H. Lee Moffitt Cancer Center and Research Institute, Neuro-Oncology Program, and Departments of Neurosurgery and Interdisciplinary Oncology, University of South Florida College of Medicine and Florida Orthopedic Institute, Tampa, Florida
In this study the authors retrospectively review outcomes in patients treated for metastases to the spine. Surgery for metastatic tumors to the spine remains an important part of the treatment armamentarium. Maximum tumor resection with a minimum number of complications is one of the goals of surgery. Current surgical procedures include tumor resection and spinal stabilization for optimal results.
The records of 96 patients who underwent surgery for a metastatic spine tumor at the authors' institution were reviewed. Spinal instrumentation was used in the majority of patients. Ambulatory status was maintained in 91% and pain improved in 94% of patients. Complications included infection (5.2%), cerebrospinal fluid leak (2%), and delayed hardware failure (3.1%). The mortality rate was 4.1%; the main cause was due to tumor progression.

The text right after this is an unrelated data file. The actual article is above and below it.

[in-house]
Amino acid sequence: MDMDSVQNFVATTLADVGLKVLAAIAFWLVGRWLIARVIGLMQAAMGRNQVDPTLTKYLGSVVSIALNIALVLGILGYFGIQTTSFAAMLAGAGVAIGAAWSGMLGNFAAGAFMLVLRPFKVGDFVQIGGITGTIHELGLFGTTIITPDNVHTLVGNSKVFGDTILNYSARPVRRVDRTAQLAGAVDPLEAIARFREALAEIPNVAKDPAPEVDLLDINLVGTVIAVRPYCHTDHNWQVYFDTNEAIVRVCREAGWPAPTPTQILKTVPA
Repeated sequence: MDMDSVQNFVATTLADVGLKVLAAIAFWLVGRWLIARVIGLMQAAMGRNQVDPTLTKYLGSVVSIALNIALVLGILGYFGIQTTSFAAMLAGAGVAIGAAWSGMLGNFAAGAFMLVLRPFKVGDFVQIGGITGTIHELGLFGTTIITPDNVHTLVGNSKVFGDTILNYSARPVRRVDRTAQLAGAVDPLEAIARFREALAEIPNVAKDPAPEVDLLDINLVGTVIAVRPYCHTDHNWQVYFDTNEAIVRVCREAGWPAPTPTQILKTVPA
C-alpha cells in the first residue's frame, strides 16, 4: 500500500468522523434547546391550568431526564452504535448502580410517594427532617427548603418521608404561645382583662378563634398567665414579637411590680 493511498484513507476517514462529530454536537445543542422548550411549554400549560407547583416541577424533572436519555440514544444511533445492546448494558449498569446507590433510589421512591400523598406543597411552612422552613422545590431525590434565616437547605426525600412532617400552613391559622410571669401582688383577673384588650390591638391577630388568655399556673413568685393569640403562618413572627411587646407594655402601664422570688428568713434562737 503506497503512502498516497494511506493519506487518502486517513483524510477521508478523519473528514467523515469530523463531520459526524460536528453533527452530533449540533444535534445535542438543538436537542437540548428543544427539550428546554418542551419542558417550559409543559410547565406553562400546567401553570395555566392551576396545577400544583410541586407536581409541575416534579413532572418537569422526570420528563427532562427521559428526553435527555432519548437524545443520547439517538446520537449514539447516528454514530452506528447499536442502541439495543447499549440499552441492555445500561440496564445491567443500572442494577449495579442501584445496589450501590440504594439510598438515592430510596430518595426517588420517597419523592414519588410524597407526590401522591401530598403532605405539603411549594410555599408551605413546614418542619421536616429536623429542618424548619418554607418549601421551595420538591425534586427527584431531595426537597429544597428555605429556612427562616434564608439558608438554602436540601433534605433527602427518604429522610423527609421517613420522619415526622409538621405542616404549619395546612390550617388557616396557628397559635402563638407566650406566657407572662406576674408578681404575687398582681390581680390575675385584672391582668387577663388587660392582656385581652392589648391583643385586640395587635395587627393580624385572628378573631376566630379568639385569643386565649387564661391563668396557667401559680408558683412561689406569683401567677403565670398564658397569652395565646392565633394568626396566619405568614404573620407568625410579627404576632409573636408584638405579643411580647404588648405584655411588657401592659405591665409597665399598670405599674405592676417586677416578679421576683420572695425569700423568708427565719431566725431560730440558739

Surgery is indicated in a select group of patients with metastatic tumors to the spine. A multidisciplinary approach is recommended for patient selection and complication avoidance. Surgical options, including approach, type of reconstruction and extent of resection (including en bloc spondylectomy) need to be addressed for optimal outcomes.
Abbreviations used in this paper:CSF = cerebrospinal fluid; MMA = methylmethacrylate; MR = magnetic resonance; VB = vertebral body.
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